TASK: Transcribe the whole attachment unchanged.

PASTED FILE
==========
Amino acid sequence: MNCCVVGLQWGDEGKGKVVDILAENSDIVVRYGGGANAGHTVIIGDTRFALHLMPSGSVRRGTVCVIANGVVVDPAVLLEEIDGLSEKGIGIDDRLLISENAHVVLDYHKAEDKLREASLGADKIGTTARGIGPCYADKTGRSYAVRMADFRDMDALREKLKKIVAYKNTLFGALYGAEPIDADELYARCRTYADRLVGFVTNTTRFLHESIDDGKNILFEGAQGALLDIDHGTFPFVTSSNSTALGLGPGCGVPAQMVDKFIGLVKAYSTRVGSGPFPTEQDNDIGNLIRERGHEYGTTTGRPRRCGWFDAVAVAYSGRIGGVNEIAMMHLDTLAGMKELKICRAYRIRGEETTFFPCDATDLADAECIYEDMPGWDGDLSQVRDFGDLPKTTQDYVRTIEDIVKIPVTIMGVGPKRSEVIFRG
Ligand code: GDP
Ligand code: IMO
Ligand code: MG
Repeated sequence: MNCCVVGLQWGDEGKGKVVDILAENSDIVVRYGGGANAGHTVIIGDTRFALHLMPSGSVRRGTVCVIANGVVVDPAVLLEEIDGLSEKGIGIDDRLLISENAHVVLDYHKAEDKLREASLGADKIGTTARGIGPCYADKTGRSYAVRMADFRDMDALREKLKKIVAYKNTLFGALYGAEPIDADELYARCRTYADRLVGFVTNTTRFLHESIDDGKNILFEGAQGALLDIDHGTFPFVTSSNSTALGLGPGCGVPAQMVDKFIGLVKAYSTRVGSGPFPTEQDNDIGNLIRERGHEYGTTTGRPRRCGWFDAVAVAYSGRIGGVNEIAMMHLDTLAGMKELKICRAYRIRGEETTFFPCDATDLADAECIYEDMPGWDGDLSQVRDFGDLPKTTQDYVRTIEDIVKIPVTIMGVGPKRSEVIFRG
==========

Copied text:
Amino acid sequence: MNCCVVGLQWGDEGKGKVVDILAENSDIVVRYGGGANAGHTVIIGDTRFALHLMPSGSVRRGTVCVIANGVVVDPAVLLEEIDGLSEKGIGIDDRLLISENAHVVLDYHKAEDKLREASLGADKIGTTARGIGPCYADKTGRSYAVRMADFRDMDALREKLKKIVAYKNTLFGALYGAEPIDADELYARCRTYADRLVGFVTNTTRFLHESIDDGKNILFEGAQGALLDIDHGTFPFVTSSNSTALGLGPGCGVPAQMVDKFIGLVKAYSTRVGSGPFPTEQDNDIGNLIRERGHEYGTTTGRPRRCGWFDAVAVAYSGRIGGVNEIAMMHLDTLAGMKELKICRAYRIRGEETTFFPCDATDLADAECIYEDMPGWDGDLSQVRDFGDLPKTTQDYVRTIEDIVKIPVTIMGVGPKRSEVIFRG
Ligand code: GDP
Ligand code: IMO
Ligand code: MG
Repeated sequence: MNCCVVGLQWGDEGKGKVVDILAENSDIVVRYGGGANAGHTVIIGDTRFALHLMPSGSVRRGTVCVIANGVVVDPAVLLEEIDGLSEKGIGIDDRLLISENAHVVLDYHKAEDKLREASLGADKIGTTARGIGPCYADKTGRSYAVRMADFRDMDALREKLKKIVAYKNTLFGALYGAEPIDADELYARCRTYADRLVGFVTNTTRFLHESIDDGKNILFEGAQGALLDIDHGTFPFVTSSNSTALGLGPGCGVPAQMVDKFIGLVKAYSTRVGSGPFPTEQDNDIGNLIRERGHEYGTTTGRPRRCGWFDAVAVAYSGRIGGVNEIAMMHLDTLAGMKELKICRAYRIRGEETTFFPCDATDLADAECIYEDMPGWDGDLSQVRDFGDLPKTTQDYVRTIEDIVKIPVTIMGVGPKRSEVIFRG